Take a Public Stand on FSMA!

You Know Your Farmer, You Know Your food –

Now Stand Up for Your Farmer, Stand Up for Your Food!

Join Farm Aid and the National Sustainable Agriculture Coalition in taking action today!

Everyone has a role to play in keeping our food safe from field to fork – but FDA’s new rules will unfairly burden family farmers, target sustainable and organic farming, and reduce the availability of fresh, local food in our communities. Now is the time to tell FDA that this is unacceptable – TAKE ACTION by signing this petition from NSAC and Farm Aid today!

Stand up for your farmer, stand up for your food!

This action is no longer active.

To view the current list of our active campaigns click here

AS OF 7:00 PM THIS PETITION IS CLOSED: WE HAVE SUBMITTED IT TO FDA! (coming here before 11:59 ET on November 22? There is still time to submit your own comments: Learn more and submit comments today!

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Getting Specific: What Needs to Change in the Rules?

Want more details on these issues? Here's what we're asking for:

  • Allow farmers to use sustainable farming practices, including those already allowed and encouraged by existing federal organic standards and conservation programs. Specifically, FDA must not exceed the strict standards for the use of manure and compost used in certified organic production and regulated by the National Organic Program.
  • Ensure that diversified and innovative farms, particularly those pioneering models for increased access to healthy, local foods, continue to grow and thrive without being stifled. Specifically, FDA needs to clarify two key definitions: first, as Congress required, FDA must affirm that farmers markets, CSAs, roadside stands, and other direct-to-consumer vendors fall under the definition of a “retail food establishment” and are therefore not facilities subject to additional regulation. Second, FDA should adopt at least the $1,000,000 threshold for a very small business and base it on the value of ‘regulated product,’ not ‘all food,’ to ensure smaller farms and businesses (like food hubs) fall under the scale-appropriate requirements and aren’t subject to high cost, industrial-scale regulation.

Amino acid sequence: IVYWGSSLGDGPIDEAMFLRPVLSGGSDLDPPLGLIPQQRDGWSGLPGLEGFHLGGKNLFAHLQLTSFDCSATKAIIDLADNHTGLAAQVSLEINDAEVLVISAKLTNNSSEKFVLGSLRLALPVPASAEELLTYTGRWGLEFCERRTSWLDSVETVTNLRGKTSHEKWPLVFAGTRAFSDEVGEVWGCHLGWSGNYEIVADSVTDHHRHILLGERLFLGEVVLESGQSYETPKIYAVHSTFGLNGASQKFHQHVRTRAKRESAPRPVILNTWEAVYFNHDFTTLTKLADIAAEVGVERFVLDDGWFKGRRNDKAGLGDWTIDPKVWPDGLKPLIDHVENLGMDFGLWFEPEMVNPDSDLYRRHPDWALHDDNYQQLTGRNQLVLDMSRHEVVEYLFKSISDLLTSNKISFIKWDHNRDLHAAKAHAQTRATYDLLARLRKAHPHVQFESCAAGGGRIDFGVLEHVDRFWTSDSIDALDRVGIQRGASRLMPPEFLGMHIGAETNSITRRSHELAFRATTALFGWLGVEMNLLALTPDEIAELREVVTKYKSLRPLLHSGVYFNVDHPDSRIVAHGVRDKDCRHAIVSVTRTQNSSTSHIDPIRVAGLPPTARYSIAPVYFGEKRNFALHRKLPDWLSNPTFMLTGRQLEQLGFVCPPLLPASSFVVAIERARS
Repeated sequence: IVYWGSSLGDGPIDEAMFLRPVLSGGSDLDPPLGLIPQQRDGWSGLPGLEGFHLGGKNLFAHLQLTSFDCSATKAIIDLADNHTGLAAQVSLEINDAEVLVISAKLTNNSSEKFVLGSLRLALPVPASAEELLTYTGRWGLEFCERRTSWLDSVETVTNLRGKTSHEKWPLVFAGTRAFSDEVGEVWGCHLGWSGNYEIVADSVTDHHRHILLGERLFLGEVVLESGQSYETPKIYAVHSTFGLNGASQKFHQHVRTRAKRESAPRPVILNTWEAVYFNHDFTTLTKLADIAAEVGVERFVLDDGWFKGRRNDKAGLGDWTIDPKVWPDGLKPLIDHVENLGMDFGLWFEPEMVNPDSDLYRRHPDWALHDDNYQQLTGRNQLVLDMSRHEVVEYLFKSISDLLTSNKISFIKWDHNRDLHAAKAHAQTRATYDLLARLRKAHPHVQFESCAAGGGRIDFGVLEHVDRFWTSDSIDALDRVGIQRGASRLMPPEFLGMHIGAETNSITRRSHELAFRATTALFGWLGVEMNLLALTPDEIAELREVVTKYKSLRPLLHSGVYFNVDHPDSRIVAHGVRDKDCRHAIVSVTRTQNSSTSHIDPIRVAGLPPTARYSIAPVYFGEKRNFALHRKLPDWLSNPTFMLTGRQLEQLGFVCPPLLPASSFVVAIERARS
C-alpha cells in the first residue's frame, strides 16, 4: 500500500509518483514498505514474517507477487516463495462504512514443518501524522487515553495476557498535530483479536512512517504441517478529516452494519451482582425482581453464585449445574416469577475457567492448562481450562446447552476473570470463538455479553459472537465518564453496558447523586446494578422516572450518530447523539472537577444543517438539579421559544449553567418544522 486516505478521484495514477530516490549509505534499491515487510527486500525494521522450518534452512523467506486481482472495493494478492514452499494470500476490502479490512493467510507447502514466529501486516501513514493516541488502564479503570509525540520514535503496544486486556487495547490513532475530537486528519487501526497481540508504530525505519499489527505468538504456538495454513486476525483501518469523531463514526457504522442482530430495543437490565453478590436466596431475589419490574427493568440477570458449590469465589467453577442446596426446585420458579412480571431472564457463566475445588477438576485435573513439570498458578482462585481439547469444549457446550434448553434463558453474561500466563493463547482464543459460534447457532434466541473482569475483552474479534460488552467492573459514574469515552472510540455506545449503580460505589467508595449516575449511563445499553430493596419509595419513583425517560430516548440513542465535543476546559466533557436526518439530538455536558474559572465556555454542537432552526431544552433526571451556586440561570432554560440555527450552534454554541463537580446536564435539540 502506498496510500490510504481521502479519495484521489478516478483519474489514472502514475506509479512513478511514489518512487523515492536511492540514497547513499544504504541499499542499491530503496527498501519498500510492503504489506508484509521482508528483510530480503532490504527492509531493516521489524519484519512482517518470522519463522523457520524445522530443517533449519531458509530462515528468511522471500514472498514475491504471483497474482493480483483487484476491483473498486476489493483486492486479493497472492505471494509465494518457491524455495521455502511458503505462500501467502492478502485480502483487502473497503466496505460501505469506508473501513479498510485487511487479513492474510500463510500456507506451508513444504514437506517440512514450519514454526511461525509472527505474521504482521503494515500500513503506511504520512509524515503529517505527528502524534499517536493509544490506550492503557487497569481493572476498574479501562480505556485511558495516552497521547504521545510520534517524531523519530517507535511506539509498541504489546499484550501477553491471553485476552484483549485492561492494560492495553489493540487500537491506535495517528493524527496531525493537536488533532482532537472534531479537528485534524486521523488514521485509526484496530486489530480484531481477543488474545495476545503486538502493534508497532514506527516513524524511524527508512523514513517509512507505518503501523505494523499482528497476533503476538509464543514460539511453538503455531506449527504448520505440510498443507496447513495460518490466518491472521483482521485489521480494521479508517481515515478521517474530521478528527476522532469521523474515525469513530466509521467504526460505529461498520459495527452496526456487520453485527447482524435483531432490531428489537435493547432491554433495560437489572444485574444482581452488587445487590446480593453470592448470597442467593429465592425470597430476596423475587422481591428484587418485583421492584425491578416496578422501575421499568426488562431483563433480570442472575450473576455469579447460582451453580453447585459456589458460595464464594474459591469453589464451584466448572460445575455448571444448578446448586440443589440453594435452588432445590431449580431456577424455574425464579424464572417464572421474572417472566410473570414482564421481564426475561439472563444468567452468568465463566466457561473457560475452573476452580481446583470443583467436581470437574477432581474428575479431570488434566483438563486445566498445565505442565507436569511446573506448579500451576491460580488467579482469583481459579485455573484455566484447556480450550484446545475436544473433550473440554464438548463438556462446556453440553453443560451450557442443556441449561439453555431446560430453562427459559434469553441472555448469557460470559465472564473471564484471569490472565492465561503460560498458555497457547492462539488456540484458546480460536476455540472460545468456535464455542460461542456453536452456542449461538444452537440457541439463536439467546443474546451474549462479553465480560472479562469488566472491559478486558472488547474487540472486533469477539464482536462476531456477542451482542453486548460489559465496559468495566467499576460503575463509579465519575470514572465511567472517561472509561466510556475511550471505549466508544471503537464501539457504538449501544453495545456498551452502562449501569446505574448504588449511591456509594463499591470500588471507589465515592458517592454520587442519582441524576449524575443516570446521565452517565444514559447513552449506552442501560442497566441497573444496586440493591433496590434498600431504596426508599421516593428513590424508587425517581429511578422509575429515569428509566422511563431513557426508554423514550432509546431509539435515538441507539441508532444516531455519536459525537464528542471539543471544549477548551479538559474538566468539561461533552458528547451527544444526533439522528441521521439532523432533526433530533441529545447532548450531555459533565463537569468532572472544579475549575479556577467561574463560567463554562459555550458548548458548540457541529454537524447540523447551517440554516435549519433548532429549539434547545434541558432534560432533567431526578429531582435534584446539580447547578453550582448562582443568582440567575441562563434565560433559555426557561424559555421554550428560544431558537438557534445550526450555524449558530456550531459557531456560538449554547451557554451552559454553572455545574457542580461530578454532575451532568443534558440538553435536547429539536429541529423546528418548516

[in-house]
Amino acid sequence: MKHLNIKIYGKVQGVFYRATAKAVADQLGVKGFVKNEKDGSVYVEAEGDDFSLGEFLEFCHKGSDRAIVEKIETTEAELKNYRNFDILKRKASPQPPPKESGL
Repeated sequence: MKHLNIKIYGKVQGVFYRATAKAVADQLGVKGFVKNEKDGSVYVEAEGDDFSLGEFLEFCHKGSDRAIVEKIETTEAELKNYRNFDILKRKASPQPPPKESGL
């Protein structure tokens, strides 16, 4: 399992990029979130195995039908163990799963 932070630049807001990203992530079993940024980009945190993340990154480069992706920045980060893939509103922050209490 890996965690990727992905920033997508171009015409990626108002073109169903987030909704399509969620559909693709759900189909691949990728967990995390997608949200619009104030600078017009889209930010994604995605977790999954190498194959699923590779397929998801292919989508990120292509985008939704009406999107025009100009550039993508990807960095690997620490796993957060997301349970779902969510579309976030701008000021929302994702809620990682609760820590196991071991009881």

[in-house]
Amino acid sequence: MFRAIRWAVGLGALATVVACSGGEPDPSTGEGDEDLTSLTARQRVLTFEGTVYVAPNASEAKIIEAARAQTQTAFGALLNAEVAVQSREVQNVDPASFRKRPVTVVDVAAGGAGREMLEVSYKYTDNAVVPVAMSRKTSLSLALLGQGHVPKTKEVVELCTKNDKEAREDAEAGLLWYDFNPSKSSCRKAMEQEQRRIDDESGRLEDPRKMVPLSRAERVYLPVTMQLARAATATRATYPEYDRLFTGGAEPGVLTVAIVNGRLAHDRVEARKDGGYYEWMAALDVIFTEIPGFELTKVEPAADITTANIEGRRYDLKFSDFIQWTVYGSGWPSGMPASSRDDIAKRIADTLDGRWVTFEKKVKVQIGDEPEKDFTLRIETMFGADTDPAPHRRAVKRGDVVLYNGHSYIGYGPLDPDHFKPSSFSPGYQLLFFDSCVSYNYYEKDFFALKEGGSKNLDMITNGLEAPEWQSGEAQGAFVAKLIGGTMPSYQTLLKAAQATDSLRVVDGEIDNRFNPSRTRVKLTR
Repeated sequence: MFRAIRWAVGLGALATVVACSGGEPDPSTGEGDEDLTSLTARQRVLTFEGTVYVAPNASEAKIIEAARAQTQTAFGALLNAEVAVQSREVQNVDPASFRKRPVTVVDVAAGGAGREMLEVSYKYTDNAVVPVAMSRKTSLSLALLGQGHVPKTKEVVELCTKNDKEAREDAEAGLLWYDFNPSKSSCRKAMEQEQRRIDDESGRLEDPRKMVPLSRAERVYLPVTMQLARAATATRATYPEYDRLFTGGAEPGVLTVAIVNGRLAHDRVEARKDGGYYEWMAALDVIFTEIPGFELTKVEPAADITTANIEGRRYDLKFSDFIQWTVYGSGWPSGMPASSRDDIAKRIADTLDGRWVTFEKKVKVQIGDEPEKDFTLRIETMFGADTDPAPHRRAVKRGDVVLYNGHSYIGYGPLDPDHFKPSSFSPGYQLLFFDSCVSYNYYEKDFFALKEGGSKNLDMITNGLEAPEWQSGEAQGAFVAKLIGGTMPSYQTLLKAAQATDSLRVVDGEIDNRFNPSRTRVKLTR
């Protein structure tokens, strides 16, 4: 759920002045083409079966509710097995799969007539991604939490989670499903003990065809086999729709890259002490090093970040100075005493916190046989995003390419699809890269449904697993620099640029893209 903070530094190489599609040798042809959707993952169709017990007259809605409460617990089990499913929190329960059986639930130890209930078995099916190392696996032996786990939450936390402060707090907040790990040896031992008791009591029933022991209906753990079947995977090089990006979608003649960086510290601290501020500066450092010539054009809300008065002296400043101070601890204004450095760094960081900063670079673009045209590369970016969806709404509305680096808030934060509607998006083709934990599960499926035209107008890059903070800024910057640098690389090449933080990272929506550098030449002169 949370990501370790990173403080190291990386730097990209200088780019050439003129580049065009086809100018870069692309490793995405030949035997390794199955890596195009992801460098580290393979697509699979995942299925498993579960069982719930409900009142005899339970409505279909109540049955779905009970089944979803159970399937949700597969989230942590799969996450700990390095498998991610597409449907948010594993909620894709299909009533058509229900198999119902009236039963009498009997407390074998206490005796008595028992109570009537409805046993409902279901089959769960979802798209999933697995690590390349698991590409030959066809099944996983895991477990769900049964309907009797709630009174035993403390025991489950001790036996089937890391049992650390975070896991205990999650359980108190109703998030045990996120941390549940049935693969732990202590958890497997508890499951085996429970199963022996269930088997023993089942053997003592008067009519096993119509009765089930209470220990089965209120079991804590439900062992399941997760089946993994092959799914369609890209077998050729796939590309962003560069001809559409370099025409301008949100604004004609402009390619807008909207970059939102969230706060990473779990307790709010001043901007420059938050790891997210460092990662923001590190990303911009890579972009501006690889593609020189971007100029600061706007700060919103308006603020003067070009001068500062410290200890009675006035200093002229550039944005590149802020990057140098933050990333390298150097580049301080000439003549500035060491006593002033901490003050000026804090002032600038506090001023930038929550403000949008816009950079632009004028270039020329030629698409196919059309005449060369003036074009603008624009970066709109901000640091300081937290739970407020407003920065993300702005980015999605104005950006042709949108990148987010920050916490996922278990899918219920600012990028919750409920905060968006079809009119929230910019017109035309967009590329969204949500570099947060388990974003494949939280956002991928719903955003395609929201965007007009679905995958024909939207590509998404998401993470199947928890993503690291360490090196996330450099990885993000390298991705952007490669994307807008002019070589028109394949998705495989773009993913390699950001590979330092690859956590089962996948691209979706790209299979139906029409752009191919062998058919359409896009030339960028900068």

• Provide options that treat family farms fairly, with due process and without excessive costs. Specifically, FDA must clearly define the “material conditions” that lead to a withdrawal of a farmer’s protected status in scientifically measurable terms. FDA must also outline a clear, fair, process for justifying the withdrawal of a farmer’s protected status and for how a farmer can regain that status.

Want to learn more about the issues? Our FSMA Action Center includes detailed information on the issues above - along with Am I Affected? guidance for farmers and food entrepreneurs.